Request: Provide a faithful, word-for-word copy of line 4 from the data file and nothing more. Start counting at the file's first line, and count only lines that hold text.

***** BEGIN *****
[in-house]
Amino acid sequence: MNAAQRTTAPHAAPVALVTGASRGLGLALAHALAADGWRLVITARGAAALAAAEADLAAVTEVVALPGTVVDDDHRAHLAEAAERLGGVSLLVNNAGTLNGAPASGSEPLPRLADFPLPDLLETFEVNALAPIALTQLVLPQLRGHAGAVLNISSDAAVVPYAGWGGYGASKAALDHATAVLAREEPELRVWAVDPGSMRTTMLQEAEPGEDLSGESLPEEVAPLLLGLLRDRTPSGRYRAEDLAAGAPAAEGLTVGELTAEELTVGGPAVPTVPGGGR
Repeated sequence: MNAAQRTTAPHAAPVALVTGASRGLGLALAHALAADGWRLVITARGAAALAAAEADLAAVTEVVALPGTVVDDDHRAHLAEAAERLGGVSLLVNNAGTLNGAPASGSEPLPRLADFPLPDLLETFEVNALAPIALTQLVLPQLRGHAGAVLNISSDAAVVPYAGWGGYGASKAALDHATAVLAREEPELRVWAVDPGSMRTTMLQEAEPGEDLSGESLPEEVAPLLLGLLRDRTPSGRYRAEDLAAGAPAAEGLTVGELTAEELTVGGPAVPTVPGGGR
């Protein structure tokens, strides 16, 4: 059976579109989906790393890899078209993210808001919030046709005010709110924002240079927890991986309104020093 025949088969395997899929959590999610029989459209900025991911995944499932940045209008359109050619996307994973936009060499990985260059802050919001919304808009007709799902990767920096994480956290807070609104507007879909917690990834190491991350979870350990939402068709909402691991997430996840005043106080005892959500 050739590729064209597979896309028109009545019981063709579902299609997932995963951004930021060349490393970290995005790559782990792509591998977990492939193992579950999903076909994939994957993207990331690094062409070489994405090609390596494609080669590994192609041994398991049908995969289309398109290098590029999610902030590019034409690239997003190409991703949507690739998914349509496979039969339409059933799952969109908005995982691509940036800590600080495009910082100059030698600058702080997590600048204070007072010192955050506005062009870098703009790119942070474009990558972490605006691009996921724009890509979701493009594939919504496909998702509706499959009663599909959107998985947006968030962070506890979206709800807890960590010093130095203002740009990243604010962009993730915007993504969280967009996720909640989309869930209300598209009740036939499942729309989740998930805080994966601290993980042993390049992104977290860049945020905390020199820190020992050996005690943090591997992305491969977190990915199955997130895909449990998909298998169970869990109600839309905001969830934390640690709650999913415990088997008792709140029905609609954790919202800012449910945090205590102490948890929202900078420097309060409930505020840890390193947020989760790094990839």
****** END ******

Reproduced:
């Protein structure tokens, strides 16, 4: 059976579109989906790393890899078209993210808001919030046709005010709110924002240079927890991986309104020093 025949088969395997899929959590999610029989459209900025991911995944499932940045209008359109050619996307994973936009060499990985260059802050919001919304808009007709799902990767920096994480956290807070609104507007879909917690990834190491991350979870350990939402068709909402691991997430996840005043106080005892959500 050739590729064209597979896309028109009545019981063709579902299609997932995963951004930021060349490393970290995005790559782990792509591998977990492939193992579950999903076909994939994957993207990331690094062409070489994405090609390596494609080669590994192609041994398991049908995969289309398109290098590029999610902030590019034409690239997003190409991703949507690739998914349509496979039969339409059933799952969109908005995982691509940036800590600080495009910082100059030698600058702080997590600048204070007072010192955050506005062009870098703009790119942070474009990558972490605006691009996921724009890509979701493009594939919504496909998702509706499959009663599909959107998985947006968030962070506890979206709800807890960590010093130095203002740009990243604010962009993730915007993504969280967009996720909640989309869930209300598209009740036939499942729309989740998930805080994966601290993980042993390049992104977290860049945020905390020199820190020992050996005690943090591997992305491969977190990915199955997130895909449990998909298998169970869990109600839309905001969830934390640690709650999913415990088997008792709140029905609609954790919202800012449910945090205590102490948890929202900078420097309060409930505020840890390193947020989760790094990839």